A report commissioned by the Homeland Security Department's Science and Technology Directorate says barriers to using and developing open source software must be addressed as IT budgets across government continue to tighten.
Security and the perceptions of security are just as problematic as "non-security" challenges to open source software, or OSS, says the report's authors ñ David Wheeler, a research staff member at the Institute for Defense Analyses, and Tom Dunn, senior research engineer at the Georgia Tech Research Institute.
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Those seeking documents from the Department of Homeland Security will likely have to wait for their requests to be filled. According to a new report released this month from the DHS Privacy Office, the agency now has a backlog of more than 50,000 Freedom of Information Act (FOIA) requests, The Hill reported, with most of those related to immigration records.
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From Courthouse News Service: MANHATTAN (CN) – Two New York Times reporters sued the Department of Homeland Security for records on their interrogations at JFK Airport this year.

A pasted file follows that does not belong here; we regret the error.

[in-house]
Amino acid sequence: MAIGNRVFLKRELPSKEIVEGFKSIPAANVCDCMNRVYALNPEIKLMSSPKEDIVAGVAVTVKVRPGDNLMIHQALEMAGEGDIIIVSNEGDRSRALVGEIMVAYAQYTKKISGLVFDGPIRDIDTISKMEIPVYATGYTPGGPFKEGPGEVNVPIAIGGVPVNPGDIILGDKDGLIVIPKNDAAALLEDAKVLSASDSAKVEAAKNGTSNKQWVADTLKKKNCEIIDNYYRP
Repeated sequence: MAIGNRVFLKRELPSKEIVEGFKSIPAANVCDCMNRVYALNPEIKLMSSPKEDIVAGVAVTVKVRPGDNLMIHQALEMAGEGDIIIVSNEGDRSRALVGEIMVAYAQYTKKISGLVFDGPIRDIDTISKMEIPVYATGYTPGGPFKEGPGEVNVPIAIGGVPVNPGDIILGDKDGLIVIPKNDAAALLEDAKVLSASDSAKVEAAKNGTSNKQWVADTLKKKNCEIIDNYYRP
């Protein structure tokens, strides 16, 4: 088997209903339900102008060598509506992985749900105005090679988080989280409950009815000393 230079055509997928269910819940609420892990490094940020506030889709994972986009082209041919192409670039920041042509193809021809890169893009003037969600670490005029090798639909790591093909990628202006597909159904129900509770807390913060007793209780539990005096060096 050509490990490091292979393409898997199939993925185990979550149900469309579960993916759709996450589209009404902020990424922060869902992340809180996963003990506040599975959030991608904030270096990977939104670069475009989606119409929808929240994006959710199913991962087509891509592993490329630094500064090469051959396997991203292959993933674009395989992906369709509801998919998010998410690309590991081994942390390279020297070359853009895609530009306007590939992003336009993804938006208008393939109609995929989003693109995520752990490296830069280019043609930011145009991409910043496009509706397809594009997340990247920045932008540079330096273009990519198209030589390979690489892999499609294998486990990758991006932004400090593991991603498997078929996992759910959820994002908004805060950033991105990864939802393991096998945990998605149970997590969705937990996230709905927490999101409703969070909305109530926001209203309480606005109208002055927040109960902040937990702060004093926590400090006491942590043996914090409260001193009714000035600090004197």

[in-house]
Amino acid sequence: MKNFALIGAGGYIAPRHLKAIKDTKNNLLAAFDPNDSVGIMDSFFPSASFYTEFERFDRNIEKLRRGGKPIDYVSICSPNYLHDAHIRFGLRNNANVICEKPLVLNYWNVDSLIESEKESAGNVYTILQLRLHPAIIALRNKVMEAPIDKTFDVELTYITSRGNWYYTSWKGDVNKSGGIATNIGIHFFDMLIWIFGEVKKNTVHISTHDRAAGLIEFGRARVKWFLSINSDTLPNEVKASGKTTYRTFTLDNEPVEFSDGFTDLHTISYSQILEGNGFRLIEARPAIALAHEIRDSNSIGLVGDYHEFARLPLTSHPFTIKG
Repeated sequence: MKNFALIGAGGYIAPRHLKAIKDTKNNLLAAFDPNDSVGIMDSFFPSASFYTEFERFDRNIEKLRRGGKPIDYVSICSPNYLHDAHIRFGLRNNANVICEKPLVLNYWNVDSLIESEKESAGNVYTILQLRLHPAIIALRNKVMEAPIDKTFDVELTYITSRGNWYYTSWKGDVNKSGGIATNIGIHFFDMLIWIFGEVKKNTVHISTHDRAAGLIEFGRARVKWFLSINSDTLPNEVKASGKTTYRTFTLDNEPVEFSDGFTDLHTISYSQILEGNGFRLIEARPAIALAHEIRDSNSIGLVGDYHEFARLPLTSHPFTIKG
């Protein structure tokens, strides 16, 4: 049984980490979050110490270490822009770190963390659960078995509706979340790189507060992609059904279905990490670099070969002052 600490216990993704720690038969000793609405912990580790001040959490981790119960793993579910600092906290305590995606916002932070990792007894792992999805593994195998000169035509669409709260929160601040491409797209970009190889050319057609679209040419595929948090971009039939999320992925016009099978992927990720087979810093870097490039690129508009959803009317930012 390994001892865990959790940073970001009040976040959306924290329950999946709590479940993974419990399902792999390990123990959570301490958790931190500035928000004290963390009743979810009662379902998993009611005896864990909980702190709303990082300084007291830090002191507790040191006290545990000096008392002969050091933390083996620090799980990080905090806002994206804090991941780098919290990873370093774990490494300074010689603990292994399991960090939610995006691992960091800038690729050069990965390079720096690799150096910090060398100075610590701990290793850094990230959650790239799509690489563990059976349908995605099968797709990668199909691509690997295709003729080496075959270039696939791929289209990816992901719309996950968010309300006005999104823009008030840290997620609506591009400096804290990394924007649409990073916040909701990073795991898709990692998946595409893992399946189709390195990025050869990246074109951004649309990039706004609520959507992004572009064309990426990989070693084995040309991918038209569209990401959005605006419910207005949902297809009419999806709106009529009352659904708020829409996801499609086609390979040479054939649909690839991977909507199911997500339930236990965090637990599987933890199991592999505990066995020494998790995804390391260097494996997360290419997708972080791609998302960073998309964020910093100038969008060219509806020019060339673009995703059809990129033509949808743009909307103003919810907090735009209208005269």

The DHS claims the records do not exist, though one reporter claims his interview was entered on a computer.
Mac William Bishop and Christopher Chivers sued the Department of Homeland Security in Federal Court.
Both filed FOIA requests for information about their questioning at the airport; both were brushed off.
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From The Washington Free Beacon: A court has ruled that the Department of Homeland Security must release its protocols for a shut down of wireless systems, rejecting claims that the criteria for triggering a wireless system shutdown are exempt.
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From The Washington Times: The Department of Homeland Security (DHS) must disclose its plans for a so-called Internet “kill switch,” a federal court ruled on Tuesday.
The United States District Court for the District of Columbia rejected the agency’s arguments that its protocols surrounding an Internet kill switch were exempt from public disclosure and ordered the agency to release the records in 30 days. However, the court left the door open for the agency to appeal the ruling.
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